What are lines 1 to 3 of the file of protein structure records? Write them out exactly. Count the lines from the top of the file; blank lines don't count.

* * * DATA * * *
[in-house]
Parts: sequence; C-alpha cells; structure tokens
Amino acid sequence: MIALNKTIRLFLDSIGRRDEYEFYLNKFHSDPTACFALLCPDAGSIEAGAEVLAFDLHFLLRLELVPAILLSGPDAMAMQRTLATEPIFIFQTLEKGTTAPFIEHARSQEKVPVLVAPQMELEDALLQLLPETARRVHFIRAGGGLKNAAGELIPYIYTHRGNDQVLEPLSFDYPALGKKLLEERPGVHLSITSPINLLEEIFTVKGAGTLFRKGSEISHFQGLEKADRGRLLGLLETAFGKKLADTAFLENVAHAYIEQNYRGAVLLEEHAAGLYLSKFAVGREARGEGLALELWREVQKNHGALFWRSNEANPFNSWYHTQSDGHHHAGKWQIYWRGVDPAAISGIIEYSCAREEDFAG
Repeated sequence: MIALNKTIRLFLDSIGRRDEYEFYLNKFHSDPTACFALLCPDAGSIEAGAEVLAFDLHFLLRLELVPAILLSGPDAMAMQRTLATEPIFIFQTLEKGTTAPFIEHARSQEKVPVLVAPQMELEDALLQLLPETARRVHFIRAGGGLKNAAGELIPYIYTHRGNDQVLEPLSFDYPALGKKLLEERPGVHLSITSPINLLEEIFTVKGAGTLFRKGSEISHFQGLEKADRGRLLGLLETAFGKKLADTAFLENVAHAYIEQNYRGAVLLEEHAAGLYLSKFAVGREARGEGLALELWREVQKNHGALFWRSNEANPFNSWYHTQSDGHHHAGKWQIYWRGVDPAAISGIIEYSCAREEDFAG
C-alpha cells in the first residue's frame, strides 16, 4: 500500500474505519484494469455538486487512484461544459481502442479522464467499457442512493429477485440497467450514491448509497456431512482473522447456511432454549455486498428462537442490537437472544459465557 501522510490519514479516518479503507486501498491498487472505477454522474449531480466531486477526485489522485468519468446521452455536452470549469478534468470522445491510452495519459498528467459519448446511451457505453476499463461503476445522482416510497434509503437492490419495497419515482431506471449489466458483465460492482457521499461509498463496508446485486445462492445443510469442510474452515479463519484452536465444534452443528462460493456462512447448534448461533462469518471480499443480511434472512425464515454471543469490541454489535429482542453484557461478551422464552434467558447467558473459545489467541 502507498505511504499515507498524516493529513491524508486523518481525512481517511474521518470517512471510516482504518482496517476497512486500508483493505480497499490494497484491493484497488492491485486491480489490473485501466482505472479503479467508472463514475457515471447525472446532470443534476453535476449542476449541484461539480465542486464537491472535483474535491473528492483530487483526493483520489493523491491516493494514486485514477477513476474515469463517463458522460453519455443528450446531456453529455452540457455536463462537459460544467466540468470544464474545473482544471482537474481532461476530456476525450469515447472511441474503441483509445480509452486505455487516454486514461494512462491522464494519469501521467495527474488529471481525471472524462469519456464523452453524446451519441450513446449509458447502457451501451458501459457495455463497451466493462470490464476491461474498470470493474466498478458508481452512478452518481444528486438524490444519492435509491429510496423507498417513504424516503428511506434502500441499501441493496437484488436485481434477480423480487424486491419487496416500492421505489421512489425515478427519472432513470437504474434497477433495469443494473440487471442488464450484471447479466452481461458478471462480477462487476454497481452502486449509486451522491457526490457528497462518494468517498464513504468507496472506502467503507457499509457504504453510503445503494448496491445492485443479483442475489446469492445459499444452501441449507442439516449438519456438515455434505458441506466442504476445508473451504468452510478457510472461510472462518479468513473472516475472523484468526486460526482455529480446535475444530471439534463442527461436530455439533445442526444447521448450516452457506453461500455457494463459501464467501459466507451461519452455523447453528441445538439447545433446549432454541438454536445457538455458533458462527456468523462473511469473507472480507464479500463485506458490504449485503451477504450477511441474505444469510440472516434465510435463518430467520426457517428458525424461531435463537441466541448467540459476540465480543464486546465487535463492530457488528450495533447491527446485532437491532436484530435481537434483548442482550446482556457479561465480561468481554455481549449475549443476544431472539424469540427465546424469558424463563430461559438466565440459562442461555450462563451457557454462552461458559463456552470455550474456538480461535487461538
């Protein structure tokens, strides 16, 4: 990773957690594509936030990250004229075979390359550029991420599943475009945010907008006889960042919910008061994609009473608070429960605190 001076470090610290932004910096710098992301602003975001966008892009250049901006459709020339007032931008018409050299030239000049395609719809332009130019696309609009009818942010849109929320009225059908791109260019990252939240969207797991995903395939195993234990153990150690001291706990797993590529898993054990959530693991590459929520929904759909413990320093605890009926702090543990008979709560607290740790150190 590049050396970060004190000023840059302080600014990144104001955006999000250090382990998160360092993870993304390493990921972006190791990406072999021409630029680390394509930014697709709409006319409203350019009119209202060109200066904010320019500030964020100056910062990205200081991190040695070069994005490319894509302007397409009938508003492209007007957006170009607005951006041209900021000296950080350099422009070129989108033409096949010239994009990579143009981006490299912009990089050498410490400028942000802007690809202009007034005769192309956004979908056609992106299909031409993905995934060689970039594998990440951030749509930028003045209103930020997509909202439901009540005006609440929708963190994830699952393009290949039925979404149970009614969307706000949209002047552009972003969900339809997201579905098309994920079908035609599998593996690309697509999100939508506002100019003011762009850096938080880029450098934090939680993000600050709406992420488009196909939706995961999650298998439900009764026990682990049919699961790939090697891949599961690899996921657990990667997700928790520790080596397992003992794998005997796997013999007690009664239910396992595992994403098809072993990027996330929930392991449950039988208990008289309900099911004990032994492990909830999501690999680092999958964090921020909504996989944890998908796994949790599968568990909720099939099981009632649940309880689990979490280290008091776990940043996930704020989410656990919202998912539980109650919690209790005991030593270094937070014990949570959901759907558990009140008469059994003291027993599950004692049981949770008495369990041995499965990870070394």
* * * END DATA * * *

[in-house]
Parts: sequence; C-alpha cells; structure tokens
Amino acid sequence: MIALNKTIRLFLDSIGRRDEYEFYLNKFHSDPTACFALLCPDAGSIEAGAEVLAFDLHFLLRLELVPAILLSGPDAMAMQRTLATEPIFIFQTLEKGTTAPFIEHARSQEKVPVLVAPQMELEDALLQLLPETARRVHFIRAGGGLKNAAGELIPYIYTHRGNDQVLEPLSFDYPALGKKLLEERPGVHLSITSPINLLEEIFTVKGAGTLFRKGSEISHFQGLEKADRGRLLGLLETAFGKKLADTAFLENVAHAYIEQNYRGAVLLEEHAAGLYLSKFAVGREARGEGLALELWREVQKNHGALFWRSNEANPFNSWYHTQSDGHHHAGKWQIYWRGVDPAAISGIIEYSCAREEDFAG